Ranking on IMDb Top 250: #153
Director: Ingmar Bergman
Starring: Victor Sjostrom and Ingrid Thulin
It took five days, but today we're looking at a foreign film – a work from a seminal period in famed Swedish director Ingmar Bergman's long career. Wild Strawberries is a lush rumination on life, love and death that follows elderly physician Isak Borg on his way to accept an honorary degree in Lund, Sweden. Through a series of surreal-for-their-time dream sequences, Borg has revelations that allow him to peek into his past and show him the way he should be living his life. This is a Bergman movie, so there's plenty of symbolism to pick through (the pocket watch with no hands that appears in his first dream and again several more times, most notably when he visits his mother is particularly interesting) which, paired with gorgeous black-and-white cinematography, creates a "world of the film" which, while technically our own, is wholly unique and unfamiliar.
I've spoken with friends before about judging the acting in a movie shot in a language you don't speak, and it raises some very interesting questions. Particularly, vocal intonations are such a crucial part of the delivery of lines that, if you don't understand what's being said and aren't familiar with the way native speakers talk, is completely lost on you. Still, dubs are thought to be the bane of the true film fan's existence. We'd rather take four years of college-level Swedish than hear an English dub of a Swedish film. So we're stuck. We have to watch the performances closely, try to gather what we can from context and body language and go from there. Having some training in Swedish films (I had seen Bergman's The Seventh Seal as well as the greatest vampire picture ever made, Let the Right One In – both present elsewhere in the Top 250 – prior to watching Wild Strawberries), I was perhaps somewhat better able to decipher the quality of the performances. For people who have seen the movie, it probably goes without saying, but I'll say it: Victor Sjostrom's performance at Dr. Borg is nothing short of brilliant. The rest of the cast does a beautiful job as well, but I would love to speak Swedish just so I could appreciate Sjostrom's performance even more. He is at once tragic and heroic, and his trips through his dreams feature some of the best confused-person-trapped-in-surreal-sequence acting I've ever seen. And I've seen a lot.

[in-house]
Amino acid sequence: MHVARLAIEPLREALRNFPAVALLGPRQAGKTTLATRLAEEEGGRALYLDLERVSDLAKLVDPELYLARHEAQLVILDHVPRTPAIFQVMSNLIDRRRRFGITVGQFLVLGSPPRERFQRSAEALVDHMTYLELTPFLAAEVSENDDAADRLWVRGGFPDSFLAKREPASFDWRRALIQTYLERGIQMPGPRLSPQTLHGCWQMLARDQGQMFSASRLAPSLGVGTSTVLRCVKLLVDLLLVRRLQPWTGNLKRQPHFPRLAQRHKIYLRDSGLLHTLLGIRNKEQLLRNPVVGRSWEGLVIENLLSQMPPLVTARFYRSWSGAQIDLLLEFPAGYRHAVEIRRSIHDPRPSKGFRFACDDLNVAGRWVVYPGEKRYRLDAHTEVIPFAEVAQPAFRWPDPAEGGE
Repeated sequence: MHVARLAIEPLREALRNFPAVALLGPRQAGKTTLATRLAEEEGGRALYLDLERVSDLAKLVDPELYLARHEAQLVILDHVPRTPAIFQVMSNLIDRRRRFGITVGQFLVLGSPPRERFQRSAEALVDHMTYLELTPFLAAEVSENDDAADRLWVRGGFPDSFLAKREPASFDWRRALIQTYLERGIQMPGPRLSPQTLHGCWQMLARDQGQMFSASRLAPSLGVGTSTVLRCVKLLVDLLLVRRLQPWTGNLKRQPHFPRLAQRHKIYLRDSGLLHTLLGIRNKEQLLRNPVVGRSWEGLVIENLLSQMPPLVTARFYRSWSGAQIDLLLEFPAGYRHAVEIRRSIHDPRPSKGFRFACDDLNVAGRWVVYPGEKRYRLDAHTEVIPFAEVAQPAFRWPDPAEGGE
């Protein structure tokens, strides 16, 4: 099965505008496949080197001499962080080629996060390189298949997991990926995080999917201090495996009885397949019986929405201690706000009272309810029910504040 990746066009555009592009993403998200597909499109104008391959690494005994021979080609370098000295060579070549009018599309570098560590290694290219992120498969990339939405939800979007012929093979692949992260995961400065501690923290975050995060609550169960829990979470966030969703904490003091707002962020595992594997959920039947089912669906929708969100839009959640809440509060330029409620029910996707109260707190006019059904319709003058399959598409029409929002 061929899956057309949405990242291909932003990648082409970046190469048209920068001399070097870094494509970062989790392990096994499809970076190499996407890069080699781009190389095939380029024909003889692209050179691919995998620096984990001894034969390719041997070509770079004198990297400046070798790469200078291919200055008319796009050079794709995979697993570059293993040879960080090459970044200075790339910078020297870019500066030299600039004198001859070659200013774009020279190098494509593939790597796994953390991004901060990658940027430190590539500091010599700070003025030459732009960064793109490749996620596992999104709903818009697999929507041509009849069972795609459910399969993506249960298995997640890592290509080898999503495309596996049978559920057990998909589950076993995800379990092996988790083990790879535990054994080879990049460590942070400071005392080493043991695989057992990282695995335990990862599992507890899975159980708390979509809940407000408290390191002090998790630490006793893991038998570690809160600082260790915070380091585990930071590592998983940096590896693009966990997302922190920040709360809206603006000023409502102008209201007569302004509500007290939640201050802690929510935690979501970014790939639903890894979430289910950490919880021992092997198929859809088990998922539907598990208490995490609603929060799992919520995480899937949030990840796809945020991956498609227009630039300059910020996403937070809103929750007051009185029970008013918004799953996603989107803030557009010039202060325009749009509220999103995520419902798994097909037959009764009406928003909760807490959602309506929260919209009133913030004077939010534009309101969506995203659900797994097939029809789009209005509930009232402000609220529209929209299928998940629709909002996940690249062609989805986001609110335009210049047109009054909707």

Of course, it shouldn't come as a surprise that this movie makes the list. Among foreign directors, Ingmar Bergman sits on a lofty top-tier perch with only Akira Kurosawa and Federico Fellini for company. He is a rightful legend with the critical acclaim to prove it. Compared to his other film that I've seen, The Seventh Seal, Wild Strawberries feels like a deeply personal movie for him, one that no doubt resonated even more strongly with him when he was in his own life's winter. I still remember the day I read the news that he passed away. I wasn't very familiar with his work; in fact, I knew only that he directed the great "knight plays chess with Death" scene. But I knew it was an important loss for international cinema, and I mourned just the same. Now, watching Wild Strawberries, I hope only that he heeded his own film's message and made meaningful connections with those around him and forgave those who had wronged him. It feels so personal when his character does the same that I imagine he must have. If his screenplay here is to be believed, Mr. Bergman must have been a wonderful person to know. May he rest in peace, and may God – depending on which character's side he takes in the atheism-versus-religion debate he scripted for this film – have mercy on his soul.
The Good: The cinematography is pure eye candy. Color would have ruined this movie. Speaking of eye candy, it's official: Swedish women are the most beautiful women in the world. Whereas the American and British standard for beauty changes so often that femme fatales from fifteen-year-old movies look like they belong in ancient high school yearbooks, Swedish women in 1957 looked much like they do today. That is, drop dead gorgeous.
The Bad: Despite a brief 91-minute running time, the pacing sometimes makes the movie drag. This is as much because it's from 1957 as anything else, though, and can be easily forgiven.
The Skinny: Deserves to be in the Top 250, and is probably right about where it belongs within the list.